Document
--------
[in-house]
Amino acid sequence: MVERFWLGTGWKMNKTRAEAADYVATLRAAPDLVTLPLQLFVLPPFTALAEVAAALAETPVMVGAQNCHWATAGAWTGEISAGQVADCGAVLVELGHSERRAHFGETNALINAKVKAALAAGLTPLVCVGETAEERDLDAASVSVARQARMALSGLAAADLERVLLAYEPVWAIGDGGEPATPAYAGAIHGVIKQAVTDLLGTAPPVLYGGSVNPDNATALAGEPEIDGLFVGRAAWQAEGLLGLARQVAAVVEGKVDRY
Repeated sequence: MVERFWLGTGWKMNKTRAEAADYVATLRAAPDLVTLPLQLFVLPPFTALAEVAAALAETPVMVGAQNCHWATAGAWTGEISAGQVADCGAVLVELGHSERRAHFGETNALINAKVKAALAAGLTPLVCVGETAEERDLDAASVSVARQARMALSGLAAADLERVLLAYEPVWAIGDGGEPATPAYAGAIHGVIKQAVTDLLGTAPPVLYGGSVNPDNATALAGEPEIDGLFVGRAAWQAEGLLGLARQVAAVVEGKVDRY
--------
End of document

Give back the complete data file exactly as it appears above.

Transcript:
[in-house]
Amino acid sequence: MVERFWLGTGWKMNKTRAEAADYVATLRAAPDLVTLPLQLFVLPPFTALAEVAAALAETPVMVGAQNCHWATAGAWTGEISAGQVADCGAVLVELGHSERRAHFGETNALINAKVKAALAAGLTPLVCVGETAEERDLDAASVSVARQARMALSGLAAADLERVLLAYEPVWAIGDGGEPATPAYAGAIHGVIKQAVTDLLGTAPPVLYGGSVNPDNATALAGEPEIDGLFVGRAAWQAEGLLGLARQVAAVVEGKVDRY
Repeated sequence: MVERFWLGTGWKMNKTRAEAADYVATLRAAPDLVTLPLQLFVLPPFTALAEVAAALAETPVMVGAQNCHWATAGAWTGEISAGQVADCGAVLVELGHSERRAHFGETNALINAKVKAALAAGLTPLVCVGETAEERDLDAASVSVARQARMALSGLAAADLERVLLAYEPVWAIGDGGEPATPAYAGAIHGVIKQAVTDLLGTAPPVLYGGSVNPDNATALAGEPEIDGLFVGRAAWQAEGLLGLARQVAAVVEGKVDRY